When Derry and Strabane District Council decided to rejuvenate the town centre, concentrating on the Library and Art Centre and the well-known Alley Theatre, few people could have guessed they would start with a pig.
Ambrose the Pig is an eight-foot bronze statue, standing outside the Alley, gazing up at the sky.
The site of the Alley Theatre was once the cattle and pig market, which used it during the eighteenth and nineteenth centuries, and various travelling circuses pitched their Big Tops there as well.
Ambrose, or, to give him his more formal name, “Where Dreams Go”, was sculpted by Martin Heron, who added to the historical ambience of his piece by shaping him out of Celtic swirls. He is the highlight of a site that now houses, not only the theatre auditorium, but also an art gallery, a tourist information centre, and the library. The theatre hosts drama and music festivals, and the Strabane Drama Festival is now one of the biggest drama festivals in the North West of Ireland.
They Alley won the Green Apple Award for environmental regeneration, as well as Building of the Year from the Royal Society of Ulster Architects.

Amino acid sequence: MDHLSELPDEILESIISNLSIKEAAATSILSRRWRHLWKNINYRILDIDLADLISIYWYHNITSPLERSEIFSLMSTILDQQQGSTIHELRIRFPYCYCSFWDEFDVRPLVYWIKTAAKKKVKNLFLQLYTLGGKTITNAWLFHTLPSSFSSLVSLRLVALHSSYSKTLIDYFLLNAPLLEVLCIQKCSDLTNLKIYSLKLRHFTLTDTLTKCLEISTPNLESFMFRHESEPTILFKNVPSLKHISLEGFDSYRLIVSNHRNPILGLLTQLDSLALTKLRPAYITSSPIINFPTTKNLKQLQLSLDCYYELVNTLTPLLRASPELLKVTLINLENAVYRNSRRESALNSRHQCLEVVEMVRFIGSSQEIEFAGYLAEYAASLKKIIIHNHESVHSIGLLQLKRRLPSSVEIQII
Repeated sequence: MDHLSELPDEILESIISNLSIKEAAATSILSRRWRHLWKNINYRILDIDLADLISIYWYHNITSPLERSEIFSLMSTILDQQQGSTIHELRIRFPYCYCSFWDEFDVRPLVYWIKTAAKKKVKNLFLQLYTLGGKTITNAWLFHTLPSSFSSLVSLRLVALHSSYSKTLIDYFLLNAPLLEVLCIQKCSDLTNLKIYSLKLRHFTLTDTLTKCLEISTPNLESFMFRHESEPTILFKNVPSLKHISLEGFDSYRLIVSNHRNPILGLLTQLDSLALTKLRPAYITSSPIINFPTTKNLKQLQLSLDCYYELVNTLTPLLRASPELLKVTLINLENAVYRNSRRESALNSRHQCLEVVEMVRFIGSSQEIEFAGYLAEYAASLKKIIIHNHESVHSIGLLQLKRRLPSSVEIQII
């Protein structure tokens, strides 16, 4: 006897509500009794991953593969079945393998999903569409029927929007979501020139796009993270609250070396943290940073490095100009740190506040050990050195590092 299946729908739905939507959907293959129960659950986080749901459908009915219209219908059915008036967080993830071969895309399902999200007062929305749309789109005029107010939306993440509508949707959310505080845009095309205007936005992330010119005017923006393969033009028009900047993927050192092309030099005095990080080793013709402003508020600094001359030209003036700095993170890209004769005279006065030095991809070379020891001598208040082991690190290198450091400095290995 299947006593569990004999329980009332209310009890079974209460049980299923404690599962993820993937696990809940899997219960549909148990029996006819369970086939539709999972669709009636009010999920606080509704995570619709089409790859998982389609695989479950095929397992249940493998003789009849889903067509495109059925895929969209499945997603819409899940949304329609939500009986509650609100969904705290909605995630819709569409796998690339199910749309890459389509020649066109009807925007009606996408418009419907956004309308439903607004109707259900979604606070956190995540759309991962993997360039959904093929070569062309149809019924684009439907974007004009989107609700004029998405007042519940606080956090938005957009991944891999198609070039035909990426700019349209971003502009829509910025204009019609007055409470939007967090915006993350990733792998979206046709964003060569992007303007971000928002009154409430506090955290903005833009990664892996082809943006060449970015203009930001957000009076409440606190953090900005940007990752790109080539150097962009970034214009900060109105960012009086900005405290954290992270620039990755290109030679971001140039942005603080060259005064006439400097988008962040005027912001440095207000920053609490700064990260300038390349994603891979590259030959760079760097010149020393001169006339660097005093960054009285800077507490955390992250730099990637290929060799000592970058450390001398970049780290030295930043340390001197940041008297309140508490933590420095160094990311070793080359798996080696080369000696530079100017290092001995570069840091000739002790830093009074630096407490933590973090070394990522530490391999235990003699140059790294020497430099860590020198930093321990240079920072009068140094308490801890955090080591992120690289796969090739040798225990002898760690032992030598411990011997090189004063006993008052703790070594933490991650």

It is, in short, a modern success story.
The idea behind the planning of the new Art Centre was to develop a link between the “edge of town” supermarkets and the town centre. Much work was involved, including repaving the streets, installing a puffin crossing, rerouting cables underground, as well as landscaping the area, and installing street lights. The town centre was to be made more attractive for visitors, shoppers and pedestrians alike, and in this the planners and designers have succeeded, probably well beyond their own expectations.
Today, town planning has to take environmental considerations into account, and the carbon footprint of any development stands high on the planning agenda. In its use of Irish Blue Limestone for the paving and the steps in Strabane’s Main Street, the architects could not have made a better choice. Natural stone has been proved time and again to be more environmentally friendly than manufactured alternatives, and the Flamed finish adds the aspect of safety, minimising the risks posed by smooth surfaces when conditions are wet or icy.
The District Council has done this town proud, not only in the regeneration of the town centre, but in its choice of architects, designers – and materials.